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 science_man_88 2014-07-14 23:06

Some arithmetic...

I'm guessing it's known that [TEX](2^{p-1}\eq 1 \text { mod p^2}) == (2^{2n-1}-1\eq 2n^2+2n \text { mod 4n^2+4n+1})[/TEX] where 2n+1 =p; if so has anything useful come out of it ?

 Zeta-Flux 2014-07-14 23:30

Better than that, the Wieferich condition is equivalent to [TEX]2^{(p-1)/2} \equiv \pm 1\pmod{p^2}[/TEX]. This makes it slightly easier to test for the condition.

The only place I know of where the Wieferich condition is really useful is in the first case of Fermat's last theorem and in the solution to Catalan's conjecture.

 science_man_88 2014-07-14 23:35

[QUOTE=Zeta-Flux;378104]Better than that, the Wieferich condition is equivalent to [TEX]2^{(p-1)/2} \equiv \pm 1\pmod{p^2}[/TEX]. This makes it slightly easier to test for the condition.

The only place I know of where the Wieferich condition is really useful is in the first case of Fermat's last theorem and in the solution to Catalan's conjecture.[/QUOTE]

Okay, Thanks for that, I just thought it might be useful for trying to pin down what n are possible to create such p instead of trying any p ( which as far as I know, and yes I don't know much if any, is how it works).

 science_man_88 2014-07-15 01:23

[QUOTE=Zeta-Flux;378104] [TEX]2^{(p-1)/2} \equiv \pm 1\pmod{p^2}[/TEX].[/QUOTE]

Sorry for quoting this twice. One thing that just came to me is that this is equivalent of saying [TEX]2^n \eq \pm 1\pmod{4n^2+4n+1}[/TEX] and this equals [TEX]2^n-1 \eq 0 \pmod{4n^2+4n+1}[/TEX] or [TEX]2^n+1 \eq 0 \pmod{4n^2+4n+1}[/TEX] which when you consider that if 2m+1 divides 2k+1, [TEX] k \eq m \pmod{2m+1}[/TEX] we can bring this down to [TEX]2^{n-1}-1 \eq 2n^2+2n \pmod{4n^2+4n+1} [/TEX] or [TEX]2^{n-1} \eq 2n^2+2n\pmod{4n^2+4n+1}[/TEX] I'm I getting better or just making it worse ?

 Zeta-Flux 2014-07-15 03:55

I certainly don't want to discourage you from pursuing these ideas, as not much progress has been made in understanding Wieferich primes! I would recommend reading the original paper of Wieferich, or possibly those that followed (I seem to remember one by Mirimanoff (sp?)), which introduced how these primes play a role in Fermat's last theorem. You may find a connection between what you are seeing and that problem.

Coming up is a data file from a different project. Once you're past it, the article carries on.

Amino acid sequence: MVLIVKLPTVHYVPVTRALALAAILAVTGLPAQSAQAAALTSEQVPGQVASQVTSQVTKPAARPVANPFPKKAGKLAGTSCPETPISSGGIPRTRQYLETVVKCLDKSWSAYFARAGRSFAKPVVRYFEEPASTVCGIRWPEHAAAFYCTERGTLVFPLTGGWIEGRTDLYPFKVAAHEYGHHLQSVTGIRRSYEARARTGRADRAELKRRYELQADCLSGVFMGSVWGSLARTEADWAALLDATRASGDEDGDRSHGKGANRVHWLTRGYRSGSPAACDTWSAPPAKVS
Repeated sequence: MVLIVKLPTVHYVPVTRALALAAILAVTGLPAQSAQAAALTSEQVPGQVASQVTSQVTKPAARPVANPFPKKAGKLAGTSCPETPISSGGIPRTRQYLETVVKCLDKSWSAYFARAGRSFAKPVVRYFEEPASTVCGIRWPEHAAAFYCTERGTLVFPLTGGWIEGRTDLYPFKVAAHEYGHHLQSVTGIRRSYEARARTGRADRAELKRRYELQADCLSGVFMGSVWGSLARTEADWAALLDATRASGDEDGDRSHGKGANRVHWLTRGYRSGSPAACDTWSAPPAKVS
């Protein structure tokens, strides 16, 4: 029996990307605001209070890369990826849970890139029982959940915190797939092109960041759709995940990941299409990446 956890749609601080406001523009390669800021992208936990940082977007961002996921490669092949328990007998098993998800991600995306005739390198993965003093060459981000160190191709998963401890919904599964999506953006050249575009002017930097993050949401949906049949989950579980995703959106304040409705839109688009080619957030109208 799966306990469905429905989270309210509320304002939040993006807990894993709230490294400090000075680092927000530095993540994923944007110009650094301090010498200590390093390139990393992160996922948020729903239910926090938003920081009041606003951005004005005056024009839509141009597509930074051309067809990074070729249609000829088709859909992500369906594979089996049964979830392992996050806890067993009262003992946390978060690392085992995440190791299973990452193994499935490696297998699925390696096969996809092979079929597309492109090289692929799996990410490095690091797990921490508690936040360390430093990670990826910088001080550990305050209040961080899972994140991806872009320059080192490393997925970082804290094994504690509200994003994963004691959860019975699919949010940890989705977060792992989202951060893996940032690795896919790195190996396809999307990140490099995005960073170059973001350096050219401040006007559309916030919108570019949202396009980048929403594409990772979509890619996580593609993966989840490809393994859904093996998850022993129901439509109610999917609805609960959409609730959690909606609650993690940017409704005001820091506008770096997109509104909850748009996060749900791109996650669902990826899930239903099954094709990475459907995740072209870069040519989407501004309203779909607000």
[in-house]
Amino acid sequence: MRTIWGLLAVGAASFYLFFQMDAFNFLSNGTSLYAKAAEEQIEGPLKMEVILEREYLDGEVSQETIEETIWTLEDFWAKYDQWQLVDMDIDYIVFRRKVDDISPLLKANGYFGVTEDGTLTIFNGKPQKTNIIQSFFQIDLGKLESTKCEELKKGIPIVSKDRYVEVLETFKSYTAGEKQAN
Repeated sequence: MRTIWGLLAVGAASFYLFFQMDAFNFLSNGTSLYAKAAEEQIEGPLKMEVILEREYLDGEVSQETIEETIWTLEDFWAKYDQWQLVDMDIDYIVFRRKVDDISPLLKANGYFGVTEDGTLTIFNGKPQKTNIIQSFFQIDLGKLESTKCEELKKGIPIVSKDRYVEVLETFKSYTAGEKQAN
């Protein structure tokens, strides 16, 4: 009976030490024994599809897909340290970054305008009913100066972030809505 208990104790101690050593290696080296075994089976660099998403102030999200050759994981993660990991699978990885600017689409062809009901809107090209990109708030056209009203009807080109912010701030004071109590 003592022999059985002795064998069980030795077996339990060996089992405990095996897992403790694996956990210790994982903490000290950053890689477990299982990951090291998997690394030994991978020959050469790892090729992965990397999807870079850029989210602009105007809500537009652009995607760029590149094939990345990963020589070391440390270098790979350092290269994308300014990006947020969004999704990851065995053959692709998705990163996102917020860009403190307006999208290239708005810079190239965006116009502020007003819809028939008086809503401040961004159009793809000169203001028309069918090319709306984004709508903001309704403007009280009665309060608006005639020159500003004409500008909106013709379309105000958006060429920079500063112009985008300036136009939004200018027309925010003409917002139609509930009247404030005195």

R.D. Silverman 2014-07-15 16:26

I'm guessing it's known that [TEX](2^{p-1}\eq 1 \text { mod p^2}) == (2^{2n-1}-1\eq 2n^2+2n \text { mod 4n^2+4n+1})[/TEX] where 2n+1 =p; if so has anything useful come out of it ?[/QUOTE]

Would a moderator please move this (and succeeding) gibberish to the crank
math sub-forum?

 science_man_88 2014-07-15 19:03

[QUOTE=R.D. Silverman;378140]Would a moderator please move this (and succeeding) gibberish to the crank
math sub-forum?[/QUOTE]

can you explain to me why you think it's gibberish ?

 science_man_88 2014-07-15 20:41

[QUOTE=Zeta-Flux;378114]I certainly don't want to discourage you from pursuing these ideas, as not much progress has been made in understanding Wieferich primes! I would recommend reading the original paper of Wieferich, or possibly those that followed (I seem to remember one by Mirimanoff (sp?)), which introduced how these primes play a role in Fermat's last theorem. You may find a connection between what you are seeing and that problem.[/QUOTE]

I found the title but not the paper itself the real problem after that is to translate it to English if I can't find an English copy. Do you know where I can find a free copy of Zum letzten Fermat'schen Theorem ?

 science_man_88 2014-07-15 23:52

[QUOTE=science_man_88;378172]I found the title but not the paper itself the real problem after that is to translate it to English if I can't find an English copy. Do you know where I can find a free copy of Zum letzten Fermat'schen Theorem ?[/QUOTE]

nevermind I found a free preview of some of it and read a bit on wikipedia. I did fail so far to find specific n candidates that work, I'll give RDS that. edit: the part about [TEX]m\leq 113[/TEX] sounds interesting for me since I see a way to generalize my first post to use those m. but I don't think it will help.

 science_man_88 2014-07-28 22:04

[QUOTE=R.D. Silverman;378140]Would a moderator please move this (and succeeding) gibberish to the crank
math sub-forum?[/QUOTE]

I decided I better show you how I got that:
[LIST][*]the fact that if 2n+1|2k+1 (| meaning divides), [TEX]k \eq n \pmod{2n+1}[/TEX] can be shown by showing 2n+1 divides when k=n and that 2n+1 divides one in every 2n+1 odd numbers.
[*]based on 2n+1=p we get: [TEX]2^{p-1}\eq 1 \pmod {p^2} == 2^{2n+1-1}\eq 1 \pmod {{2n+1}^2} == 2^{2n+1-1}\eq 1 \pmod{4n^2+4n+1} == 2^{2n}\eq 1 \pmod{4n^2+4n+1} == 2^{2n}-1\eq 0 \pmod{4n^2+4n+1[/TEX][*]based on these other two we can show that if [TEX]2^{2n}-1\eq 0 \pmod{4n^2+4n+1}[/TEX] then [TEX]2^{2n-1}-1 \eq 2n^2+2n \pmod{4n^2+4n+1}[/TEX] [/LIST]
therefore the original congruence plus the basics of division can show that what I said is true. edit: this last result can be rewritten as [TEX]2^{p-2}-1 \eq {\frac{p-1}{2}(p+1)} \pmod {p^2}[/TEX]

 science_man_88 2014-07-30 19:38

potential proof ( partial checked for errors along the way)

1 Attachment(s)
I'd like a double check on this but based on my last congruence I believe I've found a way to prove p can not be the second prime in a twin prime pair. (Q,p)

I'd love your feedback since I feel like I'm talking to myself.

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